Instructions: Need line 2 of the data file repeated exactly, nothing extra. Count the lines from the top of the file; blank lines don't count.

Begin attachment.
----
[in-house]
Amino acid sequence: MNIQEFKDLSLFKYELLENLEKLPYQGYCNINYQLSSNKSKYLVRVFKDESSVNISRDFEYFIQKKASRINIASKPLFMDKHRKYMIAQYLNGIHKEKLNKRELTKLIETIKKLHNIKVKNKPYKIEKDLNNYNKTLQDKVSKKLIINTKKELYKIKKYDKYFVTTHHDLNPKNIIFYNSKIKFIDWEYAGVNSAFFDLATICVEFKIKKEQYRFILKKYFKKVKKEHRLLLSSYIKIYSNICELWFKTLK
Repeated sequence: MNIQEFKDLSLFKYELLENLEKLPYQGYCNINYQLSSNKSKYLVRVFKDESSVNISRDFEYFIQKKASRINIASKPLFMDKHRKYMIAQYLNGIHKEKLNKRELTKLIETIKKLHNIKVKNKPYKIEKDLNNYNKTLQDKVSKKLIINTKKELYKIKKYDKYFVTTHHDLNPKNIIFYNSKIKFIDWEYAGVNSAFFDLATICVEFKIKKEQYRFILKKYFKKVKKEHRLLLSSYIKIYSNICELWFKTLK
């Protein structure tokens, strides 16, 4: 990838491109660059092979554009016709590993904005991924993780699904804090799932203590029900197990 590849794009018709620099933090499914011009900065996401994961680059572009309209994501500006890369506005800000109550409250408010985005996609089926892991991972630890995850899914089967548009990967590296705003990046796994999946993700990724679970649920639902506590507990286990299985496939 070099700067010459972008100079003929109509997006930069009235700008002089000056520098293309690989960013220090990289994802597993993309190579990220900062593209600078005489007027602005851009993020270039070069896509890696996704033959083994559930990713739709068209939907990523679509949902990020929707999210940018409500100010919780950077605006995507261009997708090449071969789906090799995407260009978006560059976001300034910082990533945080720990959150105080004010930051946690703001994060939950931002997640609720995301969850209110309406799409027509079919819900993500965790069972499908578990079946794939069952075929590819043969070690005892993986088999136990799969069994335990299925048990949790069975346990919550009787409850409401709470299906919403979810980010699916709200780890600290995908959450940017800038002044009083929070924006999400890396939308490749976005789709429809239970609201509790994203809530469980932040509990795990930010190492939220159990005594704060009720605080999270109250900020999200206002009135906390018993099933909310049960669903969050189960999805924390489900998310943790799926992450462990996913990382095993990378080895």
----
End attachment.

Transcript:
Amino acid sequence: MNIQEFKDLSLFKYELLENLEKLPYQGYCNINYQLSSNKSKYLVRVFKDESSVNISRDFEYFIQKKASRINIASKPLFMDKHRKYMIAQYLNGIHKEKLNKRELTKLIETIKKLHNIKVKNKPYKIEKDLNNYNKTLQDKVSKKLIINTKKELYKIKKYDKYFVTTHHDLNPKNIIFYNSKIKFIDWEYAGVNSAFFDLATICVEFKIKKEQYRFILKKYFKKVKKEHRLLLSSYIKIYSNICELWFKTLK